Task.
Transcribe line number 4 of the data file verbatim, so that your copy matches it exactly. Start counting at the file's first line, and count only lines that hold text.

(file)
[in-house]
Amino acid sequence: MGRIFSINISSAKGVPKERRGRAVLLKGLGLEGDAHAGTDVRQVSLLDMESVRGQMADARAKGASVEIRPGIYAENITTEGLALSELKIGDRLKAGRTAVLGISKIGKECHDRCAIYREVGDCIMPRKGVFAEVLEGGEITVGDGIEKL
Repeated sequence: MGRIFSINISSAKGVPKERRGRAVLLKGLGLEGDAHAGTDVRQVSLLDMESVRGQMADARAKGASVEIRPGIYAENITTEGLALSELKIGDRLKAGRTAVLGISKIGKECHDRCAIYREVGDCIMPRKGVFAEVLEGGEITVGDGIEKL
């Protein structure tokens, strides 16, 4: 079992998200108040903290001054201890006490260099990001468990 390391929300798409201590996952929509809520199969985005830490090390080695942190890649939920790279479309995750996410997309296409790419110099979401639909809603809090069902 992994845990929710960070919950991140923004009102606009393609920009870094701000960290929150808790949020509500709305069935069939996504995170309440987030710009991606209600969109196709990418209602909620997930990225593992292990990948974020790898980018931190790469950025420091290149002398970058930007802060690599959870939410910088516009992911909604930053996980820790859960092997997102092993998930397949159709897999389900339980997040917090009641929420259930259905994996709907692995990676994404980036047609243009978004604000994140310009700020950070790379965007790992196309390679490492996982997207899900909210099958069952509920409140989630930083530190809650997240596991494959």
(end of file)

């Protein structure tokens, strides 16, 4: 079992998200108040903290001054201890006490260099990001468990 390391929300798409201590996952929509809520199969985005830490090390080695942190890649939920790279479309995750996410997309296409790419110099979401639909809603809090069902 992994845990929710960070919950991140923004009102606009393609920009870094701000960290929150808790949020509500709305069935069939996504995170309440987030710009991606209600969109196709990418209602909620997930990225593992292990990948974020790898980018931190790469950025420091290149002398970058930007802060690599959870939410910088516009992911909604930053996980820790859960092997997102092993998930397949159709897999389900339980997040917090009641929420259930259905994996709907692995990676994404980036047609243009978004604000994140310009700020950070790379965007790992196309390679490492996982997207899900909210099958069952509920409140989630930083530190809650997240596991494959």